- In the world of powertrain systems, variety is the watchword: Continental supports unlimited clean mobility for every car driver and every individual user profile
- World’s first ring catalyst turbocharger further boosts engine efficiency in hybrids
- In harness with EMICAT electrical heating technology the ring catalyst turbocharger realizes emission robustness while simultaneously reducing the carbon footprint
- Innovations range from clean combustion engines via new 48-volt high-power electrification with 30 kW peak output all the way to fuel cells
Regensburg, Vienna May 15, 2019. At the 40th Vienna Motor Symposium (May 15-17), Continental will be presenting examples of how to further improve different types of powertrain. In the real world of powertrain systems for passenger cars, variety is the watchword. For example, the requirements of drivers in rural areas are notably different from those of city-dwellers. The fact is that, where alternative drive systems are concerned, everything depends of the intended application. And here it is market forces that are decisive and not political decision-makers alone.
Super-clean diesel and gasoline engine combined with electric drive already help the climate today. Along with the drop in emissions that the electric motor brings, intelligent innovations also further enhance the efficiency of the combustion engine. In addition, at the Vienna Motor Symposium, Continental Powertrain is unveiling the ring catalyst turbocharger. This highly integrated combination of turbocharger and catalyst is a new arrival on the scene which offers additional benefits compared to separately installing the individual components. However, the ring catalyst turbocharger is only one element in a Continental technology portfolio that includes solutions for all powertrain configurations: software, hardware, control units, exhaust gas aftertreatment, use of synthetic fuels, and electrification.
“Drivers choose the mobility they need to match how and where they live. We are currently in the midst of a transformation in the drive systems sector and in the interests of unlimited clean mobility we support all the different drive systems,” said Andreas Wolf, head of Continental Powertrain. “It’s our job to cover all levels and to pull out all the stops to make mobility cleaner. This is why we’re pushing ahead with technologies for the whole powertrain mix.”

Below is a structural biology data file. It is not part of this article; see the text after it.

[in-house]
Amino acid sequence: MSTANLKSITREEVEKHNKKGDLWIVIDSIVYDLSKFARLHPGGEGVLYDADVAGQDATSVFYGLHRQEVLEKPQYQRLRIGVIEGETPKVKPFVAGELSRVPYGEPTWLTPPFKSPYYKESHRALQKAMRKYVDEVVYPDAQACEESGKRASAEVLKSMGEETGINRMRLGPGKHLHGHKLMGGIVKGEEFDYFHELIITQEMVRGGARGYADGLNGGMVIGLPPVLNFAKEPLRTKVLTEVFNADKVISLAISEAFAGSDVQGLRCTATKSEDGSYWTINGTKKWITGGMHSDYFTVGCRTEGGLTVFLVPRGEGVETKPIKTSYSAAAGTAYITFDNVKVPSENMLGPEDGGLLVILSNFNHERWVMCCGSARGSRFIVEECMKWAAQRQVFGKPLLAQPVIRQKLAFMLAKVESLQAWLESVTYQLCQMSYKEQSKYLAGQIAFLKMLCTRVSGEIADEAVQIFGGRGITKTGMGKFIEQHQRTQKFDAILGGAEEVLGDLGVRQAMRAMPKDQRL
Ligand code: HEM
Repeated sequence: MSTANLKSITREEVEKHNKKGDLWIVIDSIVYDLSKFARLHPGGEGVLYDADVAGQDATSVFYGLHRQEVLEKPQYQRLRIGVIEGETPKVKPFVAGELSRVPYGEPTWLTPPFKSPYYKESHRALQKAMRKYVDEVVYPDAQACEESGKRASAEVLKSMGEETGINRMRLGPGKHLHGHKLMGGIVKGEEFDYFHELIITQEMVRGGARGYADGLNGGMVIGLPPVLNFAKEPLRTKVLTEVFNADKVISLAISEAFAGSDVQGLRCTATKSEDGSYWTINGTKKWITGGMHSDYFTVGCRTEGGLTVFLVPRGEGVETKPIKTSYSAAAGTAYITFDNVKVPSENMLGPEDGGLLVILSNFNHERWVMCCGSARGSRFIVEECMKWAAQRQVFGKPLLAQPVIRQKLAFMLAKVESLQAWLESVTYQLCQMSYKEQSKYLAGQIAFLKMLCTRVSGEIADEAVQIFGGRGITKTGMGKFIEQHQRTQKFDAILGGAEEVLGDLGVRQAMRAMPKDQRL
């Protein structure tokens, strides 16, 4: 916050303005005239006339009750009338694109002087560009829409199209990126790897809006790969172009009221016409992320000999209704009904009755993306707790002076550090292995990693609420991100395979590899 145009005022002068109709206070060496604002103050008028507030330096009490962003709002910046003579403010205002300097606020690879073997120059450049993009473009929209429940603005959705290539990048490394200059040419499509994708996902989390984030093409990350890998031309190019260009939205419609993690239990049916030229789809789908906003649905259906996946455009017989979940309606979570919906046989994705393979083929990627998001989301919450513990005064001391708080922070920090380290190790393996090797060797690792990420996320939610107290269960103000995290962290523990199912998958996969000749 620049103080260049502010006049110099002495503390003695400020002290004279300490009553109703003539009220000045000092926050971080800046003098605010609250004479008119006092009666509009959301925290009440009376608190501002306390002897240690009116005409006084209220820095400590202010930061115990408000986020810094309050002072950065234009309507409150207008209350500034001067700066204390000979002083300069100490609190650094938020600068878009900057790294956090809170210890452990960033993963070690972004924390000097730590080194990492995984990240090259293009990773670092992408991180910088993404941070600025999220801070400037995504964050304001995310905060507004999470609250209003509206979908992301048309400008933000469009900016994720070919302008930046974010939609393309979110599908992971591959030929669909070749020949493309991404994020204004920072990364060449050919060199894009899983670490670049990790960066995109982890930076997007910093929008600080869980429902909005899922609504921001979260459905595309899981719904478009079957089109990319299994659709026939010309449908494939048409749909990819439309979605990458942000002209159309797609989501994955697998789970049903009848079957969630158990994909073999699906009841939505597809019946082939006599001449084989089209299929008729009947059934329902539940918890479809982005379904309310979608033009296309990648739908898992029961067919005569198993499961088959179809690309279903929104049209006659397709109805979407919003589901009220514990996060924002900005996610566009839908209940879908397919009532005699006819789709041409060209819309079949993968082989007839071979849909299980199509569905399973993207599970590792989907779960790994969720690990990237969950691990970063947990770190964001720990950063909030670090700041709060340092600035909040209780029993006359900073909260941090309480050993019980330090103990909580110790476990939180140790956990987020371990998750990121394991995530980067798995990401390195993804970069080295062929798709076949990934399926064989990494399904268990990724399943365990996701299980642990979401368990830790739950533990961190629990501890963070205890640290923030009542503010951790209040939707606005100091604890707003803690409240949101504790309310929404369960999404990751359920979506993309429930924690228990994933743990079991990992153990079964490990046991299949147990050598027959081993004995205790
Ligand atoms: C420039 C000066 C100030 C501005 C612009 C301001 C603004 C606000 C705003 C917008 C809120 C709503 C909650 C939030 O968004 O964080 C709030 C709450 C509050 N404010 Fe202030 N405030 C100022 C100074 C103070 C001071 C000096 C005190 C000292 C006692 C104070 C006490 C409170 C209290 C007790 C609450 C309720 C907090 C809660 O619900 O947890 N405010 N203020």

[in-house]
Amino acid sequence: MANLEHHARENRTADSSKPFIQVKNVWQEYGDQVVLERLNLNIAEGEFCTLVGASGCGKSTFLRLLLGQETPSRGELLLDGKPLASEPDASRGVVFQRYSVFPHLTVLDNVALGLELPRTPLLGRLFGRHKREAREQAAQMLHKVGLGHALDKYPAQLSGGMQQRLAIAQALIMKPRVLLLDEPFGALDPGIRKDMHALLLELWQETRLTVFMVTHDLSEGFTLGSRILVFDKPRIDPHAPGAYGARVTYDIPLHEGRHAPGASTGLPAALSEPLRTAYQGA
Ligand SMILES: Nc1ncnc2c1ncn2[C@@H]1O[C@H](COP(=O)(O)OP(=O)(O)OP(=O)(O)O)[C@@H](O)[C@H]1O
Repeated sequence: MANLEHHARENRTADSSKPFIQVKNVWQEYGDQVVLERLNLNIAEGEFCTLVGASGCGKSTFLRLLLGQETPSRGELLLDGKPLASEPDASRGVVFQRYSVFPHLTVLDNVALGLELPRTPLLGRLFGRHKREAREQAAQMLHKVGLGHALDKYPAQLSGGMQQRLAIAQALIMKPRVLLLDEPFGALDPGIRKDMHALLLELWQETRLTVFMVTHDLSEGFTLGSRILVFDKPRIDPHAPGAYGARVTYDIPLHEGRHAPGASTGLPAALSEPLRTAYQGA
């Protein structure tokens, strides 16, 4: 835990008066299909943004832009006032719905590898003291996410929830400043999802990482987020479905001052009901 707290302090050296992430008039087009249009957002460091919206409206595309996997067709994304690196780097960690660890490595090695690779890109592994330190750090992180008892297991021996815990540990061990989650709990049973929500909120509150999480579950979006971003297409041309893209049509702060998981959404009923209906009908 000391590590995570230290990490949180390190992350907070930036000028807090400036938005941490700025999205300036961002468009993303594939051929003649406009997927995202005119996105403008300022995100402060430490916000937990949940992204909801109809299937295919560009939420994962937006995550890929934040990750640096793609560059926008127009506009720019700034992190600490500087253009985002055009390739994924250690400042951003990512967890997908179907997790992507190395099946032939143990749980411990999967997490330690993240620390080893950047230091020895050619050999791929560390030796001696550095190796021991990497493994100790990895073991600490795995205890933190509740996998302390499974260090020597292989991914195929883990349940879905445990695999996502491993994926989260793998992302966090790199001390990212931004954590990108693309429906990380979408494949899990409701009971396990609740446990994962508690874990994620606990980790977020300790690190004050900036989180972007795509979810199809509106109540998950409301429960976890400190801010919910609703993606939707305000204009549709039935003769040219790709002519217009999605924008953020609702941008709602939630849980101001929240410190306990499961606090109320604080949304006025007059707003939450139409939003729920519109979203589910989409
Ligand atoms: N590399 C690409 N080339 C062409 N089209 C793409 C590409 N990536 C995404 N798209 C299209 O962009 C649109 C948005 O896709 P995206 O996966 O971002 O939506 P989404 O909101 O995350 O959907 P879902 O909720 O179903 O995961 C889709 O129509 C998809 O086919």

The ring catalyst turbocharger presented for the first time in Vienna is a further development of the RAAX® turbocharger and Continental’s ring catalyst technology. After passing through the turbine, the exhaust gas flows into a conical mixing pipe enabling an almost ideal pressure recovery. At the end of this pipe, the exhaust mass flow is redirected and passed through the ring-shaped 3-way catalyst which surrounds the mixing pipe.
In conventional turbochargers, the exhaust gases quickly expand as they leave the turbine, which causes fluid dynamic losses and impacts efficiency. This is solved by the ring catalyst turbocharger, where the conical mixing pipe permits controlled expansion, leading to reduced back pressure. In addition, the exhaust gas from the wastegate is fed through an annular gap around the mixing pipe, facilitating low-loss mixing with the exhaust gas flow leaving the turbine impeller. As a result, the exhaust gas temperature distribution is homogeneous when it reaches the catalyst. This has a positive impact on both the efficiency and the service life of the catalyst. It also means that λ=1 operation can be extended. Consequently, this ring catalyst turbocharger is notably economical in operation. “If we combine it in hybrid vehicles with EMICAT® electrical heating technology, then we’re rolling together fuel saving and minimized emissions even during cold starts and after prolonged engine-off phases,” said Rolf Brück, head of Catalysts and Filters at the Powertrain Components business unit.
The electric power for heating the catalyst can be provided by an efficient 48-volt hybrid solution. With the Super Clean Electrified Diesel research vehicle, Continental demonstrated on a dynamometer that the electrically heatable catalyst makes it possible to comply even with the demanding London Traffic Cycle. NOx output during this short cycle with many idle times (jams), low engine load and repeated moving off from standstill was below 27 mg/km. At the same time, CO2 output dropped by 4 g/km. “The intelligent use of electrification in harness with a combustion engine has earned its place as a form of unlimited clean mobility,” added Brück.
Also on show in Vienna is the electric motor newly developed by Continental to implement 48-volt high-power electrification. This electric motor delivers peak output of up to 30 kW, thus offering not only more torque to support the combustion engine electrically and enable quiet, purely electric inner-city journeys, but also a recuperation performance that is higher by a factor of almost 2 − and therefore more electricity for energy-saving and emission-reducing modes of operation. The entire unit comprising electric motor and integrated inverter is extremely compact and delivers an efficiency of well over 90%.
“We anticipate many 48-volt applications in the near future and are confident that this 48-volt high-power electrification will enable us to use more CO2-saving functions in hybrids that currently require far more elaborate and cost-intensive high-voltage hybridization,” said Stefan Rebhan, head of Powertrain Technology & Innovation. “In the long term we anticipate a powertrain mix of hybrid drives, all-electric drives and fuel-cell drives – and in all of these solutions there are great opportunities to help protect the climate.”